JPMorgan Chase & Co., an American multinational investment bank and financial services holding company, believes that the world’s biggest cryptocurrency, Bitcoin (BTC), is 28% below its “fair price,” implying there are signs of “significant upside from here.” At the time of writing, Bitcoin is trading at $29,834.
Crypto replaces real estate
As per a note released on Wednesday, JPMorgan believes that cryptocurrencies like Bitcoin have replaced the traditional real estate investment market as one of its preferred “alternative assets.” The firm added that there is a significant potential that Bitcoin will go higher from here after the massive sell-off in the past few weeks.
“The past month’s crypto market correction looks more like capitulation relative to last January/February, and going forward, we see upside for bitcoin and crypto markets more generally,” the bank’s strategists, including Nikolaos Panigirtzoglou, wrote.
Interestingly, the banking firm also wrote that they have replaced “real estate with digital assets as our preferred alternative asset class along with hedge funds.”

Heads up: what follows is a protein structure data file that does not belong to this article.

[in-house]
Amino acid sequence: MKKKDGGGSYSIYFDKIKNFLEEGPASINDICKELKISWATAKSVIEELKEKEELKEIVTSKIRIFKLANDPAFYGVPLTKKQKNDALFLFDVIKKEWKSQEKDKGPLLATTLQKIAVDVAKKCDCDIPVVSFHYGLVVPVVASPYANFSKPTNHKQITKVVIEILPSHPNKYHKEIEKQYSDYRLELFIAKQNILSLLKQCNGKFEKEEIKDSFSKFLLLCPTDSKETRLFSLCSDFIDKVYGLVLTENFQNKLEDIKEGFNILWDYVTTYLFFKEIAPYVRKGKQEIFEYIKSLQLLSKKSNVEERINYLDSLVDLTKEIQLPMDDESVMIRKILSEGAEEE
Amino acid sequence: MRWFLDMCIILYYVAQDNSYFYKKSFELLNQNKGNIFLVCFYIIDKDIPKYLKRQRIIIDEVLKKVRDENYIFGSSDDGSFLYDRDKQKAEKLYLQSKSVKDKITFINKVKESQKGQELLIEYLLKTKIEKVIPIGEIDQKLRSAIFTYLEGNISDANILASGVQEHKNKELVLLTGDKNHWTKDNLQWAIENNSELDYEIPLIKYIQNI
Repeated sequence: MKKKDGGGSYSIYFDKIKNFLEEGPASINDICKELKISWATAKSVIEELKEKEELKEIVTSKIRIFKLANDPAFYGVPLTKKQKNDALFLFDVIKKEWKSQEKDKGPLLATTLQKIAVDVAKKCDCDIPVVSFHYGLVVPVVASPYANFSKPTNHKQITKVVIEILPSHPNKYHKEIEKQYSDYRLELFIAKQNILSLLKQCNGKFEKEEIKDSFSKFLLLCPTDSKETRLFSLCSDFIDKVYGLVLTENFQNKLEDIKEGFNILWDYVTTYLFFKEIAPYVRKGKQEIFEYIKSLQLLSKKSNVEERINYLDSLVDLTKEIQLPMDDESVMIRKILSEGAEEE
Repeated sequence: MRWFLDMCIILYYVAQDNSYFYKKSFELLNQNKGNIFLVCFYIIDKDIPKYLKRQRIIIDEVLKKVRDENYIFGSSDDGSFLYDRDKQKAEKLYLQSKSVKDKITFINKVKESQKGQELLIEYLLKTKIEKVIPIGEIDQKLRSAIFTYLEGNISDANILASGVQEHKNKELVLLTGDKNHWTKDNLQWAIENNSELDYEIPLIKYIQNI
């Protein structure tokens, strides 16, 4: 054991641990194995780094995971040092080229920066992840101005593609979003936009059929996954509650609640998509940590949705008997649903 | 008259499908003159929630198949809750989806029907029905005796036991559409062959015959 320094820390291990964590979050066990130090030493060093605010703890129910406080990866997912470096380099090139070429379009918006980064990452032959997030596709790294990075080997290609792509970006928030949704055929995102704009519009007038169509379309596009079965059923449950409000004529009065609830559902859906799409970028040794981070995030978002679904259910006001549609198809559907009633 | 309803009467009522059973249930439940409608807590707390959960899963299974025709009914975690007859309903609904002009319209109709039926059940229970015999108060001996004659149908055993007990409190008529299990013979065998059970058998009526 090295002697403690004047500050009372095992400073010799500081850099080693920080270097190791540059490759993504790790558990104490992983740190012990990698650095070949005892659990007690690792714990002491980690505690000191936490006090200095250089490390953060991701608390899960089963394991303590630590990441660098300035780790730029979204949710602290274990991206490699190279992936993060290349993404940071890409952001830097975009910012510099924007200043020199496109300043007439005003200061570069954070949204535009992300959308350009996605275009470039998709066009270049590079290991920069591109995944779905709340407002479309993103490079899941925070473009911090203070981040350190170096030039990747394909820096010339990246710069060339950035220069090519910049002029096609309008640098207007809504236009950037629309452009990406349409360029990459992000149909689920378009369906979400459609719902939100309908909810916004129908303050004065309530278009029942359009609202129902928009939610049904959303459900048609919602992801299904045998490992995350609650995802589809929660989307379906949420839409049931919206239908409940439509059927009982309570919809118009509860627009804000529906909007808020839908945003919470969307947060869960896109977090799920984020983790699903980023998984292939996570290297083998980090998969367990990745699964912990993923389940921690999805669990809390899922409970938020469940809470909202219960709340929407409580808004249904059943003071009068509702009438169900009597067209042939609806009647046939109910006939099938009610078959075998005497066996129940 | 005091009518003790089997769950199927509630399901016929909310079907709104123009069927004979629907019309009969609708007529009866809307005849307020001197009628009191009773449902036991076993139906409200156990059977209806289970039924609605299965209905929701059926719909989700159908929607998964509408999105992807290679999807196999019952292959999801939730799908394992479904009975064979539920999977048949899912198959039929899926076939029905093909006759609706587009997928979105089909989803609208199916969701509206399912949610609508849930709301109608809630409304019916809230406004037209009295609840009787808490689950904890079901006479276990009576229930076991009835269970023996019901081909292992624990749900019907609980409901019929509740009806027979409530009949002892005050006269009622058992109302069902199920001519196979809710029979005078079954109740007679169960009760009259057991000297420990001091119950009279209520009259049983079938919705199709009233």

JPMorgan stuck to its belief that the ideal price of Bitcoin is around the $38,000 price region, which means that an aggregate of 28% surge in prices will put BTC back to its “fair price.”
JPMorgan and crypto
A few months ago, JPMorgan CEO Jamie Dimon revealed that he is not a fan of Bitcoin by saying that it is “worthless.” However, times have changed, and now, his firm seems to be working on blockchain and cryptocurrencies to improve its services in the long term.
As per a previous report from Cryptonary, the banking firm is helping Siemens, a German multinational conglomerate corporation, to build a blockchain-based payment system, and Dimon is also in talks with the CEO of Ledger.
JPMorgan also recently came out in support of Ethereum (ETH) which it believes is a much better investment than Bitcoin.
“With Ethereum deriving its value from its applications, ranging from DeFi to gaming to NFTs and stablecoins, it appears less susceptible than bitcoin to higher real yields,” the banking firm said.
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